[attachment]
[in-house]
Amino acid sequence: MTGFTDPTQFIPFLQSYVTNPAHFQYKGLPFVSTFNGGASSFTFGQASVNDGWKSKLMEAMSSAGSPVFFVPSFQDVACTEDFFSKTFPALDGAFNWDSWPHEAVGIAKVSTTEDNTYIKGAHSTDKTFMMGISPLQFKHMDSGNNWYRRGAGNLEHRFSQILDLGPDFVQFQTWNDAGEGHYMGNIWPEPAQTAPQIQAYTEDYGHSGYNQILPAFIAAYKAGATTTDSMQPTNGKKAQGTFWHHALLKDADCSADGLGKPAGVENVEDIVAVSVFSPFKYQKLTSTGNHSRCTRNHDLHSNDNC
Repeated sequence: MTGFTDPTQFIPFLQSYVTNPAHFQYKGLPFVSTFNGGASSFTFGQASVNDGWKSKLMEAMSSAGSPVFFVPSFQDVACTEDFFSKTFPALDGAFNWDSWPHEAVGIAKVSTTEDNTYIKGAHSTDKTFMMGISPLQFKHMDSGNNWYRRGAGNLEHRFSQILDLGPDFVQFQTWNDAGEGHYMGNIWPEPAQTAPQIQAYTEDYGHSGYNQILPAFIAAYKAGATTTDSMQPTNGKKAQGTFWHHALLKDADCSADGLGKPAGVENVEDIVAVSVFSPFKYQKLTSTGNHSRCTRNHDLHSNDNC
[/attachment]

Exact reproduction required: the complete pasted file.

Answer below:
[in-house]
Amino acid sequence: MTGFTDPTQFIPFLQSYVTNPAHFQYKGLPFVSTFNGGASSFTFGQASVNDGWKSKLMEAMSSAGSPVFFVPSFQDVACTEDFFSKTFPALDGAFNWDSWPHEAVGIAKVSTTEDNTYIKGAHSTDKTFMMGISPLQFKHMDSGNNWYRRGAGNLEHRFSQILDLGPDFVQFQTWNDAGEGHYMGNIWPEPAQTAPQIQAYTEDYGHSGYNQILPAFIAAYKAGATTTDSMQPTNGKKAQGTFWHHALLKDADCSADGLGKPAGVENVEDIVAVSVFSPFKYQKLTSTGNHSRCTRNHDLHSNDNC
Repeated sequence: MTGFTDPTQFIPFLQSYVTNPAHFQYKGLPFVSTFNGGASSFTFGQASVNDGWKSKLMEAMSSAGSPVFFVPSFQDVACTEDFFSKTFPALDGAFNWDSWPHEAVGIAKVSTTEDNTYIKGAHSTDKTFMMGISPLQFKHMDSGNNWYRRGAGNLEHRFSQILDLGPDFVQFQTWNDAGEGHYMGNIWPEPAQTAPQIQAYTEDYGHSGYNQILPAFIAAYKAGATTTDSMQPTNGKKAQGTFWHHALLKDADCSADGLGKPAGVENVEDIVAVSVFSPFKYQKLTSTGNHSRCTRNHDLHSNDNC